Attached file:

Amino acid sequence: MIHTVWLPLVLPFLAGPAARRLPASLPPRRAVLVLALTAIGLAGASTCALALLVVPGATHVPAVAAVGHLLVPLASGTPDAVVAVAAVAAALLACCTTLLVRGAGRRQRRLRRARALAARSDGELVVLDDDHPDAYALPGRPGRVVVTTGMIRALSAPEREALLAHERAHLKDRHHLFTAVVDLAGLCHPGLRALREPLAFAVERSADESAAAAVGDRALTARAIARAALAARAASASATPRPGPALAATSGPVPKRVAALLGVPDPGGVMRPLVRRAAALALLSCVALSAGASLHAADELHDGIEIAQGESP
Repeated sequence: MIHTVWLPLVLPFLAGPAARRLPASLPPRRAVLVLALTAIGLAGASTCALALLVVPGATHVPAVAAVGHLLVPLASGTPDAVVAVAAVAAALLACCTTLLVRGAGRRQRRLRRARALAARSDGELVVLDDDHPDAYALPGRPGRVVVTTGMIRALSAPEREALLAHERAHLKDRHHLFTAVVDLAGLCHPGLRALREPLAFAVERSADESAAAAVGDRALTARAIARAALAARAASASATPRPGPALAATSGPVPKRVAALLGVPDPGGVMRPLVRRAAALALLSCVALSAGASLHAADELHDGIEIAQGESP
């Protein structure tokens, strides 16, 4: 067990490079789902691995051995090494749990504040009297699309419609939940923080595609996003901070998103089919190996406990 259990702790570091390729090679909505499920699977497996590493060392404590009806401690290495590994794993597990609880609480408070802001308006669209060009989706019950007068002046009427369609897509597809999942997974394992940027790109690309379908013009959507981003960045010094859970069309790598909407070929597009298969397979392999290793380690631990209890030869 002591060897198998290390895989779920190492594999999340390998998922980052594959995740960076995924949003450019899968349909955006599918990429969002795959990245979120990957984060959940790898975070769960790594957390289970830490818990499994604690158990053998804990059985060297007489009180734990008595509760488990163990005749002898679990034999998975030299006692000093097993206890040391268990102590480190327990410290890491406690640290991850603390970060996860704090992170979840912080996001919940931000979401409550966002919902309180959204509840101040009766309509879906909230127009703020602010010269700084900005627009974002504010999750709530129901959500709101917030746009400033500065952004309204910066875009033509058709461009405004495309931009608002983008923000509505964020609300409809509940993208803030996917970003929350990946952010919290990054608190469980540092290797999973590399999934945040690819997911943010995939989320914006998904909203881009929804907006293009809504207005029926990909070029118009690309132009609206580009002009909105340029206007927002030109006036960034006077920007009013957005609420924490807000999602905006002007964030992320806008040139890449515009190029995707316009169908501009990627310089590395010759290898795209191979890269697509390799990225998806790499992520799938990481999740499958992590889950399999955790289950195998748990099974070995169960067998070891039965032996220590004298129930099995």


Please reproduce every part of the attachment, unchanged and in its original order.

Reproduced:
Amino acid sequence: MIHTVWLPLVLPFLAGPAARRLPASLPPRRAVLVLALTAIGLAGASTCALALLVVPGATHVPAVAAVGHLLVPLASGTPDAVVAVAAVAAALLACCTTLLVRGAGRRQRRLRRARALAARSDGELVVLDDDHPDAYALPGRPGRVVVTTGMIRALSAPEREALLAHERAHLKDRHHLFTAVVDLAGLCHPGLRALREPLAFAVERSADESAAAAVGDRALTARAIARAALAARAASASATPRPGPALAATSGPVPKRVAALLGVPDPGGVMRPLVRRAAALALLSCVALSAGASLHAADELHDGIEIAQGESP
Repeated sequence: MIHTVWLPLVLPFLAGPAARRLPASLPPRRAVLVLALTAIGLAGASTCALALLVVPGATHVPAVAAVGHLLVPLASGTPDAVVAVAAVAAALLACCTTLLVRGAGRRQRRLRRARALAARSDGELVVLDDDHPDAYALPGRPGRVVVTTGMIRALSAPEREALLAHERAHLKDRHHLFTAVVDLAGLCHPGLRALREPLAFAVERSADESAAAAVGDRALTARAIARAALAARAASASATPRPGPALAATSGPVPKRVAALLGVPDPGGVMRPLVRRAAALALLSCVALSAGASLHAADELHDGIEIAQGESP
């Protein structure tokens, strides 16, 4: 067990490079789902691995051995090494749990504040009297699309419609939940923080595609996003901070998103089919190996406990 259990702790570091390729090679909505499920699977497996590493060392404590009806401690290495590994794993597990609880609480408070802001308006669209060009989706019950007068002046009427369609897509597809999942997974394992940027790109690309379908013009959507981003960045010094859970069309790598909407070929597009298969397979392999290793380690631990209890030869 002591060897198998290390895989779920190492594999999340390998998922980052594959995740960076995924949003450019899968349909955006599918990429969002795959990245979120990957984060959940790898975070769960790594957390289970830490818990499994604690158990053998804990059985060297007489009180734990008595509760488990163990005749002898679990034999998975030299006692000093097993206890040391268990102590480190327990410290890491406690640290991850603390970060996860704090992170979840912080996001919940931000979401409550966002919902309180959204509840101040009766309509879906909230127009703020602010010269700084900005627009974002504010999750709530129901959500709101917030746009400033500065952004309204910066875009033509058709461009405004495309931009608002983008923000509505964020609300409809509940993208803030996917970003929350990946952010919290990054608190469980540092290797999973590399999934945040690819997911943010995939989320914006998904909203881009929804907006293009809504207005029926990909070029118009690309132009609206580009002009909105340029206007927002030109006036960034006077920007009013957005609420924490807000999602905006002007964030992320806008040139890449515009190029995707316009169908501009990627310089590395010759290898795209191979890269697509390799990225998806790499992520799938990481999740499958992590889950399999955790289950195998748990099974070995169960067998070891039965032996220590004298129930099995």